In the early 1990’s, I started growing bonsai trees, and I took up pottery to make pots for my trees. I soon became enthralled with pottery itself, so much so that I have now semi-retired from my position as Professor of Anatomy & Neurobiology at Washington University School of Medicine, to give more time for pottery
My pottery has developed into three distinct but related lines. I continue to make bonsai pots, mainly for my own use. I also make functional pots that are intended to be handled and used regularly. A good mug is a joy to make and a joy to use.
This exhibit is focused on the third line of production, sculptural pieces that I generally refer to as “spirit houses”, after the remarkable small wooden spirit houses made in Thailand. The Thai use them to attract and mollify local spirits that they hope will help and not hinder their lives.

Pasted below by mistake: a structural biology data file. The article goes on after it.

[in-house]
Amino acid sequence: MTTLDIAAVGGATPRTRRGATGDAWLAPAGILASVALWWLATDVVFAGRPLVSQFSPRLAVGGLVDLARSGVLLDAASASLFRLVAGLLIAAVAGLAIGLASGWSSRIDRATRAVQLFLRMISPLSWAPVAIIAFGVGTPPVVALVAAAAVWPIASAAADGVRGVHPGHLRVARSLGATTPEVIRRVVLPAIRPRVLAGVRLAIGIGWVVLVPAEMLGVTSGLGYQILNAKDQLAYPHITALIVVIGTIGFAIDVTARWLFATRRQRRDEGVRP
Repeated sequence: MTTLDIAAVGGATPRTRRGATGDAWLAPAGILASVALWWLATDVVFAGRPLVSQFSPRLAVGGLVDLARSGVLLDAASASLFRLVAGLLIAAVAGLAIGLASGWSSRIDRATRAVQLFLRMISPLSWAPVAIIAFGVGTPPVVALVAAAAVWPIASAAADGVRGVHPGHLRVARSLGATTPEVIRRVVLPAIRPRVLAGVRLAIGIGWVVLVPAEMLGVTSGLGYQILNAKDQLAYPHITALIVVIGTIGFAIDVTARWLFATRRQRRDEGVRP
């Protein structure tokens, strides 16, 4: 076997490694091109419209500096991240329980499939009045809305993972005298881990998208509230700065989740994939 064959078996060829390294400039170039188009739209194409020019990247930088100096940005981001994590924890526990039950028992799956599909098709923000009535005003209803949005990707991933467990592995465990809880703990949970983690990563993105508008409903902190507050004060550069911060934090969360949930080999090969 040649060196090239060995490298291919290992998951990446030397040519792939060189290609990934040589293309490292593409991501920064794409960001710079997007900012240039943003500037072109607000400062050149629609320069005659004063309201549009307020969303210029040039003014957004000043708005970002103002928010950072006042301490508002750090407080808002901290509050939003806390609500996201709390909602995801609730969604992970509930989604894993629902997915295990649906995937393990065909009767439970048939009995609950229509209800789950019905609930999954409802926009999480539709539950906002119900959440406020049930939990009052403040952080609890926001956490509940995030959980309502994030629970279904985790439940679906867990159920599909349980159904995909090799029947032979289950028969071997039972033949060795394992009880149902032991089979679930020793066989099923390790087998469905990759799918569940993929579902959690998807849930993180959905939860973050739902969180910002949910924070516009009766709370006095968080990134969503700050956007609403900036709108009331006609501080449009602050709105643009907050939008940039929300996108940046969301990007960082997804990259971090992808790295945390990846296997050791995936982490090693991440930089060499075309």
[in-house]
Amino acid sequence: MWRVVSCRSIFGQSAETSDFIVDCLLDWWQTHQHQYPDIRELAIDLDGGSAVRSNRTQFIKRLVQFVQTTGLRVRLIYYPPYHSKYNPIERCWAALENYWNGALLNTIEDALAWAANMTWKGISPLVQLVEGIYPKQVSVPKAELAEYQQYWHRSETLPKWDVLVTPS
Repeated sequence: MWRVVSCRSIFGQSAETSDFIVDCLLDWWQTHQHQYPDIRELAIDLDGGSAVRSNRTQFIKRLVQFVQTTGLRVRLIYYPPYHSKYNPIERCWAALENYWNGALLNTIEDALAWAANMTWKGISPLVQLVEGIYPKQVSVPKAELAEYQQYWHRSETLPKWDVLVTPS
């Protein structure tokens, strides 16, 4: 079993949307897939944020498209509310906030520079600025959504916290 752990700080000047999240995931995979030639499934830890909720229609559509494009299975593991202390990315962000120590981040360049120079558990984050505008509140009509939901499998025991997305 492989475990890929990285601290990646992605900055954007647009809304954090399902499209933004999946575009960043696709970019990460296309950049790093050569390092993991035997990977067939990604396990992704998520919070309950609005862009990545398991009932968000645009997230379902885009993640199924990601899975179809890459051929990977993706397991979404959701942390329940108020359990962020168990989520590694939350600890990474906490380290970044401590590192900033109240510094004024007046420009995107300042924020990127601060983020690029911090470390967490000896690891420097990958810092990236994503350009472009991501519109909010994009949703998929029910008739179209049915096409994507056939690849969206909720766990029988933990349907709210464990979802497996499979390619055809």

Many of my “spirit houses” are buildings, from towers, to cottages, to cathedrals. They may be inspired by actual houses or other buildings, but they are not intended to be realistic replicas. Instead, they are meant to suggest a structure that can shelter the thoughts, hopes, fears, or dreams that represent our “spirits” in a contemporary sense. Recently my spirit pots have evolved into boats or boat forms.
The first boats I made carried houses on them. One pleasing result of putting houses on boats was that they immediately became mobile, able to carry spirits on a journey. With later boats, I replaced the houses with figures of boatmen or passengers in the boats. It is not always clear where they are headed, but they are obviously on a journey. Other boats are simply empty vessels, and can play a functional role as fruit, bread, or salad bowls.